CCC ¶ 2569 Emphasis added

It’s the indefectible covenant (Indefectibili Foedere) with every living creature that lept out and grabbed me tonight. God is always calling all people to prayer.

At the end of today’s reading, Balaam even prophesies about Messiah: I see him, though not now; I behold him, though not near: A star shall advance from Jacob, and a staff shall rise from Israel. Here is this pagan through whom God is indicating not only his present plans but also his future plans: a reason why he cannot curse Israel at all.

God has an “old testament” up and running amid the peoples of the middle east outside of the Israelites. God is getting everyone ready for what, or rather who is coming at Christmas.

In later books, Darius the King of Persia is called “Messiah” and God has plans for him. And the Apostles will discover that God’s been working through everyone getting them ready. When the first evangelists get to China, they will find that Lao Tzu, Confucius, and Buddha have prepared the way for the Gospel, just as Moses, Elijah, and Isaiah did in Israel. See, while we might want at Christmas to focus on an ever-smaller circle (All Israel > Southern Kingdom > Tribe of Judah > Jesse’s family >Joseph and Mary > Jesus) God is, in fact, aiming for nothing less than all of us. This is his Indefectibili Foedere cum omnibus animabus viventibus, his Indefectible Covenant with every living creature.

Evangelism, done properly, is this: to enter into relationship with another person so deeply that, in that communion of Love, the two of you discover how God has worked with them in their life to prepare them for the Gospel. This is their personal “old testament”, a record of God’s covenant with them. Then we walk, carefully accompanying them, through the record of their life to the point of decision: can they trust enough to let go and enter into a relationship with this God that has called them to prayer?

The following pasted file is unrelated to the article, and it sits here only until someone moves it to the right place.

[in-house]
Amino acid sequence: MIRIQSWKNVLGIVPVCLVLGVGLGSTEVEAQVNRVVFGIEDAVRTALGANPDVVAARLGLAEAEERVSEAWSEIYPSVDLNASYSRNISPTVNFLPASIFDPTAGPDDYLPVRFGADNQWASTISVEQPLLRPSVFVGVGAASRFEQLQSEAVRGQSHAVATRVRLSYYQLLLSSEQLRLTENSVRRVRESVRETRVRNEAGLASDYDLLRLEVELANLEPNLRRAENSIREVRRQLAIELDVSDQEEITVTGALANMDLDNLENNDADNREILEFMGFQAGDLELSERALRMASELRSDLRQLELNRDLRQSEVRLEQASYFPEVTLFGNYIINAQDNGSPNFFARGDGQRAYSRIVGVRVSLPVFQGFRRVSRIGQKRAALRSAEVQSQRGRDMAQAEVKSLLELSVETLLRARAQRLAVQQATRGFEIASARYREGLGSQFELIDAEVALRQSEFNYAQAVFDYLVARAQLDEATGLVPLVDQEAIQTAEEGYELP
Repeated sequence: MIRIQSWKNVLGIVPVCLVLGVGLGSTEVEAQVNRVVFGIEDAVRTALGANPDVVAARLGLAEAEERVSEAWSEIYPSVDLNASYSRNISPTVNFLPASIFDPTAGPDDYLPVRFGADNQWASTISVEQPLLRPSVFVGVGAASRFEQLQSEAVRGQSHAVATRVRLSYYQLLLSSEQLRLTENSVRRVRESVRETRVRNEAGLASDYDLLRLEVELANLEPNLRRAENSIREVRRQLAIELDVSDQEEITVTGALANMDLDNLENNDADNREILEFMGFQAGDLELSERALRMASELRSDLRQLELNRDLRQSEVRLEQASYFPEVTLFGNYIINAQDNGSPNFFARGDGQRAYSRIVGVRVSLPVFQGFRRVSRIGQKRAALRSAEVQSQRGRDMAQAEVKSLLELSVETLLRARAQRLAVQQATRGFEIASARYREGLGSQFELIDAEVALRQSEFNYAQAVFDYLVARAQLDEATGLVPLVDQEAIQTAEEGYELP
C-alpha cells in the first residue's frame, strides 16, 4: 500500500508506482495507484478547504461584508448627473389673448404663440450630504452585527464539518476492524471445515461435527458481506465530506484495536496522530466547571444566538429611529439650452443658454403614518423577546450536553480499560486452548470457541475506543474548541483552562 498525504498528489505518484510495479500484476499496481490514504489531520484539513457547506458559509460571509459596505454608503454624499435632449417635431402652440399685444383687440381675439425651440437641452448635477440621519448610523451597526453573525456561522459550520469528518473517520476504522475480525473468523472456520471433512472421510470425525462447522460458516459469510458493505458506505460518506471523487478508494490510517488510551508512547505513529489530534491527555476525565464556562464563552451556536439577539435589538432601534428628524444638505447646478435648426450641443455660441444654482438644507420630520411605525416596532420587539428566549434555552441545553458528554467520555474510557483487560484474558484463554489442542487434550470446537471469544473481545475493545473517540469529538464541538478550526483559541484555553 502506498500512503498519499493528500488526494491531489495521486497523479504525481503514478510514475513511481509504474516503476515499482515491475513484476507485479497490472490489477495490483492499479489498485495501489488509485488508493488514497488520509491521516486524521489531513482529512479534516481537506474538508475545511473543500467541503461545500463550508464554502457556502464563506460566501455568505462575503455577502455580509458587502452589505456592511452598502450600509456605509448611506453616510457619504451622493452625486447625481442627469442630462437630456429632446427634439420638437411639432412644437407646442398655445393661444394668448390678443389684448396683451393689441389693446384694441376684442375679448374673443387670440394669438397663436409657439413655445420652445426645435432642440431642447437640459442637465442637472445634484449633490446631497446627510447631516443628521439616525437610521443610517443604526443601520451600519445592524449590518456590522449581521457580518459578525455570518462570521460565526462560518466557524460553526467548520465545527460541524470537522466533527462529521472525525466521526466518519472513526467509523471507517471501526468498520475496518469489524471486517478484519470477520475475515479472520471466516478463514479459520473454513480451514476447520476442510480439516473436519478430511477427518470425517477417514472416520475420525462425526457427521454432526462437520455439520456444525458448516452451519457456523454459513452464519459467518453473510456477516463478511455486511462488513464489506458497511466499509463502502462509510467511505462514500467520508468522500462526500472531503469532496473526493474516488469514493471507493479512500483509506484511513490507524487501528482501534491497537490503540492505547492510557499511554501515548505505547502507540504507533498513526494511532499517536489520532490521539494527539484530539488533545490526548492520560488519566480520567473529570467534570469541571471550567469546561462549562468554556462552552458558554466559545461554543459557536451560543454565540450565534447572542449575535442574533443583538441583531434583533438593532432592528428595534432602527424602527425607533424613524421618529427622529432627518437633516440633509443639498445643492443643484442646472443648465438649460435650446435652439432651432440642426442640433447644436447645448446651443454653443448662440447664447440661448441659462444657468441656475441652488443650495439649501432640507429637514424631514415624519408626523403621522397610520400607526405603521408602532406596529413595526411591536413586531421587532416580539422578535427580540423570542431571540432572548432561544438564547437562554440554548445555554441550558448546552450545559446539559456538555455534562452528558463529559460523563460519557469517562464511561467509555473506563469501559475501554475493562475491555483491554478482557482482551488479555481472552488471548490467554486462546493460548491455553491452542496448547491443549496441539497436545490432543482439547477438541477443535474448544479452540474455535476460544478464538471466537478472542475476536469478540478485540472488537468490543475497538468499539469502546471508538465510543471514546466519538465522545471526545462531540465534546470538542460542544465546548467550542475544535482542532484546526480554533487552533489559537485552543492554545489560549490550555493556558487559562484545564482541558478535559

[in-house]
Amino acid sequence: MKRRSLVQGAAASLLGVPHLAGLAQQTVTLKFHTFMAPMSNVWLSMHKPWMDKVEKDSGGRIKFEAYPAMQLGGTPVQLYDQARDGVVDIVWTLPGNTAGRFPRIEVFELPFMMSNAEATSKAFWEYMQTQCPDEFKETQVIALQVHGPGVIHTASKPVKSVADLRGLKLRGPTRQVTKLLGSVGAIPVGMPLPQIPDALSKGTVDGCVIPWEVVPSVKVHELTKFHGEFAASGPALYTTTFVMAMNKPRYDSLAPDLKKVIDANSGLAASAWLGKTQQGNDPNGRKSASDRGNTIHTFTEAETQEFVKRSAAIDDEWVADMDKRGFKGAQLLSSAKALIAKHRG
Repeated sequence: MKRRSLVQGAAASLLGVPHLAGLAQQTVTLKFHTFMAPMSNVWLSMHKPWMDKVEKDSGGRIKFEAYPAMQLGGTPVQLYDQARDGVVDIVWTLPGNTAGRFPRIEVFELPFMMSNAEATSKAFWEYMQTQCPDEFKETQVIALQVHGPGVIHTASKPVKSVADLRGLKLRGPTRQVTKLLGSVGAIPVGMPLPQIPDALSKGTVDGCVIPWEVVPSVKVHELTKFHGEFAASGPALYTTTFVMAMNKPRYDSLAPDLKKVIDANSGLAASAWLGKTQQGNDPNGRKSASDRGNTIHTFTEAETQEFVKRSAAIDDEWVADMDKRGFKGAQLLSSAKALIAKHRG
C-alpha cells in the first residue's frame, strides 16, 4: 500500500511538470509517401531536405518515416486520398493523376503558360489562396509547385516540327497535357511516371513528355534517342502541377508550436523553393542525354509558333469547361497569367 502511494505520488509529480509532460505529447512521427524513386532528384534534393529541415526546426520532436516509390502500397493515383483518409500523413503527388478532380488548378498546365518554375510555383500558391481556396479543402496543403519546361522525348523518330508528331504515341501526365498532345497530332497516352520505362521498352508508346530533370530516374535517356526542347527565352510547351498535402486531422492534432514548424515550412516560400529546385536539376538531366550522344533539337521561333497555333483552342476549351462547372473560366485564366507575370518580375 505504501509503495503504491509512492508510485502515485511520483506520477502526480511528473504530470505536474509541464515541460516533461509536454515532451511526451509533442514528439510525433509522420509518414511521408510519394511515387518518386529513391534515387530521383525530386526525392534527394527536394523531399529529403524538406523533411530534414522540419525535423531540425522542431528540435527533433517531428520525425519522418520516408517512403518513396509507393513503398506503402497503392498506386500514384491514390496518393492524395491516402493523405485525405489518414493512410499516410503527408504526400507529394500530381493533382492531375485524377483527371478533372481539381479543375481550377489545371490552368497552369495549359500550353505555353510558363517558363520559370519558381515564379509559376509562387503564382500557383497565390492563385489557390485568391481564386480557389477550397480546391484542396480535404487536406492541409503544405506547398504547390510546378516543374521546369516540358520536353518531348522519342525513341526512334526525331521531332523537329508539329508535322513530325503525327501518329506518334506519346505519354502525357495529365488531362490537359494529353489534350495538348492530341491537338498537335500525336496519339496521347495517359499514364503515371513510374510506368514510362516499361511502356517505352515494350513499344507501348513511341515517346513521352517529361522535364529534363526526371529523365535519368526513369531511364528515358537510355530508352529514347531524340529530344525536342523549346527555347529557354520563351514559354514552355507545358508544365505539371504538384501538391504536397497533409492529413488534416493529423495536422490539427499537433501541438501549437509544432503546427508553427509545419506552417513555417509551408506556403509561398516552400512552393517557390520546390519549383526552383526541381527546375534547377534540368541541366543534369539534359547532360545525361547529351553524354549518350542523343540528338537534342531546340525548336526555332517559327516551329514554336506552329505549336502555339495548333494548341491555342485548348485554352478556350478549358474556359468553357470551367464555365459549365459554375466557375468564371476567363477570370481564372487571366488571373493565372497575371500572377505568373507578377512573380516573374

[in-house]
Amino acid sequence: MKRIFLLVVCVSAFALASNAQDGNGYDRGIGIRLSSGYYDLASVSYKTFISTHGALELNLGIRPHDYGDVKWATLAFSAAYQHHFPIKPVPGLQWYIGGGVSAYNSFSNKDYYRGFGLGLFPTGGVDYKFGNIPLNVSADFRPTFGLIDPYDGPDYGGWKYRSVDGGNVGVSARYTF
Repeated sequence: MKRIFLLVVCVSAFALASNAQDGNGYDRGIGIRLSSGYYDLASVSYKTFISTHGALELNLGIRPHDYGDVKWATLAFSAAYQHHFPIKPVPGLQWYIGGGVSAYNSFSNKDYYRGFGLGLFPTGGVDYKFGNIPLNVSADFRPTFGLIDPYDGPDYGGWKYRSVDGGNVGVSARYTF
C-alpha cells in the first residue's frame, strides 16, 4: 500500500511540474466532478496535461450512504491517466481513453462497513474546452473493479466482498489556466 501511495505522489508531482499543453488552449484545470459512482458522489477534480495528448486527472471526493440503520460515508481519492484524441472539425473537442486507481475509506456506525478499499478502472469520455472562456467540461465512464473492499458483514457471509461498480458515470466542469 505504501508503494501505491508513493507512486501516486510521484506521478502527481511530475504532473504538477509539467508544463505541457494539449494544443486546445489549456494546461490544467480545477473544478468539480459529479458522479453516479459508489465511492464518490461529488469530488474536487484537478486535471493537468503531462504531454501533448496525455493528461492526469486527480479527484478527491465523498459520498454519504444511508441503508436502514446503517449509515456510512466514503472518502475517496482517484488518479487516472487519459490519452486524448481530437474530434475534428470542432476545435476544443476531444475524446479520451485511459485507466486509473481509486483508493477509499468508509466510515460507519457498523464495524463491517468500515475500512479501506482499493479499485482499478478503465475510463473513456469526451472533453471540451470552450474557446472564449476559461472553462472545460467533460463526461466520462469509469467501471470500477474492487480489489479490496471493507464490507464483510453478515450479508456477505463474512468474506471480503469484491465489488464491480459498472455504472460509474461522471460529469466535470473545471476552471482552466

He’s calling all of us to prayer. So we explore, we grow in prayer, we wait expectantly for the Answer to come. There is only one answer, which is Jesus. For, ultimately, there is only one prayer: that of the Son to the Father in the Holy Spirit.

Gaudete

The Readings for the Third Sunday of Advent (A2)

Tu es, qui venturus es, an alium exspectamus?
Art thou he that art to come, or look we for another?

JMJ

You know what? Life is not like we post it on Facebook. It’s ugly. The vast majority sees the world rather different than we do as wealthy westerners. I’m assuming that if you have a computer and an internet connection to read my ramblings, you’re wealthy by global standards. Prove me wrong. Most of our Christian ancestors lived on much less than you can imagine. Many of them died early of just living in their poverty. Others were killed outright for their faith. We complain about parking and the oppressions of our taxes. We also have fresh, clean water indoors (unless your in Flint, Michigan, under the Obama or Trump administrations) and until recently, freedom.

Do you ever have doubts? Your life may not be at all like someone from Flint or who lives in total poverty on the street outside your door, but do you ever wake up at night and wonder, What, exactly, am I doing? Have you ever gotten to the end of your chain and had to turn around and go back because, No, really. What am I doing? Have you ever bet literally everything on the course of events and yet still, Have I gone too far?

John the Baptist did.

The Fathers really go out of their way to find a reason for this scene in prison. John had known and recognized Jesus before they were born. From within the womb until now, he’s known who Jesus is and what he’s doing.

Are you really the one?